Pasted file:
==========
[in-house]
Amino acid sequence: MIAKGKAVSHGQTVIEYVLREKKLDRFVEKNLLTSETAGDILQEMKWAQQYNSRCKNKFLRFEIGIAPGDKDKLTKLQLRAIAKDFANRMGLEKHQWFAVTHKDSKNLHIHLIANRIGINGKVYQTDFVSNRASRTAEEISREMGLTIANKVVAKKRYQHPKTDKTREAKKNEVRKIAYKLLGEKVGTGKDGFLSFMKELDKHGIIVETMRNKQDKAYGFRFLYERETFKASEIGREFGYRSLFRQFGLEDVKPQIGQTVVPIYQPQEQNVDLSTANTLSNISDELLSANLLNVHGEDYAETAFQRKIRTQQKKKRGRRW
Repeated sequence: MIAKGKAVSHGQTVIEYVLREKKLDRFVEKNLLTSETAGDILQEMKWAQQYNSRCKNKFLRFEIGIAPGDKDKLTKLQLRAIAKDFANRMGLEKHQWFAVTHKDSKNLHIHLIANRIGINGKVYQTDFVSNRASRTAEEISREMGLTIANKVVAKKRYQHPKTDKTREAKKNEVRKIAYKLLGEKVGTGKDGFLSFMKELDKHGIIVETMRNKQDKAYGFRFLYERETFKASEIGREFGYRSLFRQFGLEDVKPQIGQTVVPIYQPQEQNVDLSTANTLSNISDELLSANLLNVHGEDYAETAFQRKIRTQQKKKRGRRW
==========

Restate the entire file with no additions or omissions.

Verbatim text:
[in-house]
Amino acid sequence: MIAKGKAVSHGQTVIEYVLREKKLDRFVEKNLLTSETAGDILQEMKWAQQYNSRCKNKFLRFEIGIAPGDKDKLTKLQLRAIAKDFANRMGLEKHQWFAVTHKDSKNLHIHLIANRIGINGKVYQTDFVSNRASRTAEEISREMGLTIANKVVAKKRYQHPKTDKTREAKKNEVRKIAYKLLGEKVGTGKDGFLSFMKELDKHGIIVETMRNKQDKAYGFRFLYERETFKASEIGREFGYRSLFRQFGLEDVKPQIGQTVVPIYQPQEQNVDLSTANTLSNISDELLSANLLNVHGEDYAETAFQRKIRTQQKKKRGRRW
Repeated sequence: MIAKGKAVSHGQTVIEYVLREKKLDRFVEKNLLTSETAGDILQEMKWAQQYNSRCKNKFLRFEIGIAPGDKDKLTKLQLRAIAKDFANRMGLEKHQWFAVTHKDSKNLHIHLIANRIGINGKVYQTDFVSNRASRTAEEISREMGLTIANKVVAKKRYQHPKTDKTREAKKNEVRKIAYKLLGEKVGTGKDGFLSFMKELDKHGIIVETMRNKQDKAYGFRFLYERETFKASEIGREFGYRSLFRQFGLEDVKPQIGQTVVPIYQPQEQNVDLSTANTLSNISDELLSANLLNVHGEDYAETAFQRKIRTQQKKKRGRRW